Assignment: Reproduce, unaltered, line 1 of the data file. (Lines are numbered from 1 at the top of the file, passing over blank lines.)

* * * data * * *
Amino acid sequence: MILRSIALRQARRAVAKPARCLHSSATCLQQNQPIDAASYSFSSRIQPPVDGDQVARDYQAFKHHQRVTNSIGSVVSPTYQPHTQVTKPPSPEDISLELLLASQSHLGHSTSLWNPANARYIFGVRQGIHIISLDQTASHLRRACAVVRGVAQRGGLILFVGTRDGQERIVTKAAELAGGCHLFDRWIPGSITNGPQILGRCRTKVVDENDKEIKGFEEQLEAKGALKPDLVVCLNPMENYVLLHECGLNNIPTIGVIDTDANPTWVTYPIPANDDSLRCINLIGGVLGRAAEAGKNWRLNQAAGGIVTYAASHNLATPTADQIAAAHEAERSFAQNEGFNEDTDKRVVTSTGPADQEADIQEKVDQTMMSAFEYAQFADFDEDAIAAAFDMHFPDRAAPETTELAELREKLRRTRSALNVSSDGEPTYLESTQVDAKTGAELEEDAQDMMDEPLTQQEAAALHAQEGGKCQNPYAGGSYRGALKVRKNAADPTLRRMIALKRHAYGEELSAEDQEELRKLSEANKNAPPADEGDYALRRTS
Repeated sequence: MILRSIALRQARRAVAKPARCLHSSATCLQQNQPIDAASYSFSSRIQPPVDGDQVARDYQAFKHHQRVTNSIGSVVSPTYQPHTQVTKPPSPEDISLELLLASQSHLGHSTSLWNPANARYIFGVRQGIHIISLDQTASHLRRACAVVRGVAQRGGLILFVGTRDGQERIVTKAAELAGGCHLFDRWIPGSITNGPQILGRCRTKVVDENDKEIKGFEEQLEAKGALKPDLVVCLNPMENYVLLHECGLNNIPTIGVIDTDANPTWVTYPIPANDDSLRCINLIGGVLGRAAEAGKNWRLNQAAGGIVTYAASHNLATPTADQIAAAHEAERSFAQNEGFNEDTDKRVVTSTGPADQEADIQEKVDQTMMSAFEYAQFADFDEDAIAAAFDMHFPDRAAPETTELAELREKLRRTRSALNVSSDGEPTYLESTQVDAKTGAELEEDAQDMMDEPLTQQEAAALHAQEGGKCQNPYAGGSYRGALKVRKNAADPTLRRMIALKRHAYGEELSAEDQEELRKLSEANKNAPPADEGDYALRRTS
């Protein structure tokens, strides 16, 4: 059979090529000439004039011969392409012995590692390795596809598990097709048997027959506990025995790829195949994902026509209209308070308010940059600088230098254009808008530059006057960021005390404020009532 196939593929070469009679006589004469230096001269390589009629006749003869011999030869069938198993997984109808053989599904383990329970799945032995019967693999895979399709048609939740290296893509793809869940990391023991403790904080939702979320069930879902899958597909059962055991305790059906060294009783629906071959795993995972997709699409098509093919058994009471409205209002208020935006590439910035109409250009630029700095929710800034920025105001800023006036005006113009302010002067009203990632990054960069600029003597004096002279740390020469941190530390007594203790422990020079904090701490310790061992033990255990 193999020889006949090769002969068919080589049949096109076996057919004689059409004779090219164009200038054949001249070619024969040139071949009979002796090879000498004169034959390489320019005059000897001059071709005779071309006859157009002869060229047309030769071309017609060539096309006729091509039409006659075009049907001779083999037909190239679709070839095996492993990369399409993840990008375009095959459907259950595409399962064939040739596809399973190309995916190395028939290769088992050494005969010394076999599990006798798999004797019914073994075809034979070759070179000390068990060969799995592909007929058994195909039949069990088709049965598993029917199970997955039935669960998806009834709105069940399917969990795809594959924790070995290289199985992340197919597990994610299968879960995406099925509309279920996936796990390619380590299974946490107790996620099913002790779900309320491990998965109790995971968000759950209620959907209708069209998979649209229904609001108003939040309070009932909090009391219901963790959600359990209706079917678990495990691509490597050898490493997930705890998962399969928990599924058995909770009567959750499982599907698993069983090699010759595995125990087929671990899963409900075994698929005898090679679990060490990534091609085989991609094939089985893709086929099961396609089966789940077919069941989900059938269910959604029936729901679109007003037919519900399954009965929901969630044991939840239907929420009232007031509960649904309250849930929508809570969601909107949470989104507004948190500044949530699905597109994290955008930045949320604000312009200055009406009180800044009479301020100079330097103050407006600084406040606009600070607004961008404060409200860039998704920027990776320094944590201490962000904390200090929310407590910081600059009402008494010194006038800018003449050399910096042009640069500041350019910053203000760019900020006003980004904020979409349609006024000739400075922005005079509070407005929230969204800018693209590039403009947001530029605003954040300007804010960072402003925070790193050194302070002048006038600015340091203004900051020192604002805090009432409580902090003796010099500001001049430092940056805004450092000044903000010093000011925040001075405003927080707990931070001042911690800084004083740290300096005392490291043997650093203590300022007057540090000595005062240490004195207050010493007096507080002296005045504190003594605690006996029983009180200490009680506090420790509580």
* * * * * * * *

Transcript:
Amino acid sequence: MILRSIALRQARRAVAKPARCLHSSATCLQQNQPIDAASYSFSSRIQPPVDGDQVARDYQAFKHHQRVTNSIGSVVSPTYQPHTQVTKPPSPEDISLELLLASQSHLGHSTSLWNPANARYIFGVRQGIHIISLDQTASHLRRACAVVRGVAQRGGLILFVGTRDGQERIVTKAAELAGGCHLFDRWIPGSITNGPQILGRCRTKVVDENDKEIKGFEEQLEAKGALKPDLVVCLNPMENYVLLHECGLNNIPTIGVIDTDANPTWVTYPIPANDDSLRCINLIGGVLGRAAEAGKNWRLNQAAGGIVTYAASHNLATPTADQIAAAHEAERSFAQNEGFNEDTDKRVVTSTGPADQEADIQEKVDQTMMSAFEYAQFADFDEDAIAAAFDMHFPDRAAPETTELAELREKLRRTRSALNVSSDGEPTYLESTQVDAKTGAELEEDAQDMMDEPLTQQEAAALHAQEGGKCQNPYAGGSYRGALKVRKNAADPTLRRMIALKRHAYGEELSAEDQEELRKLSEANKNAPPADEGDYALRRTS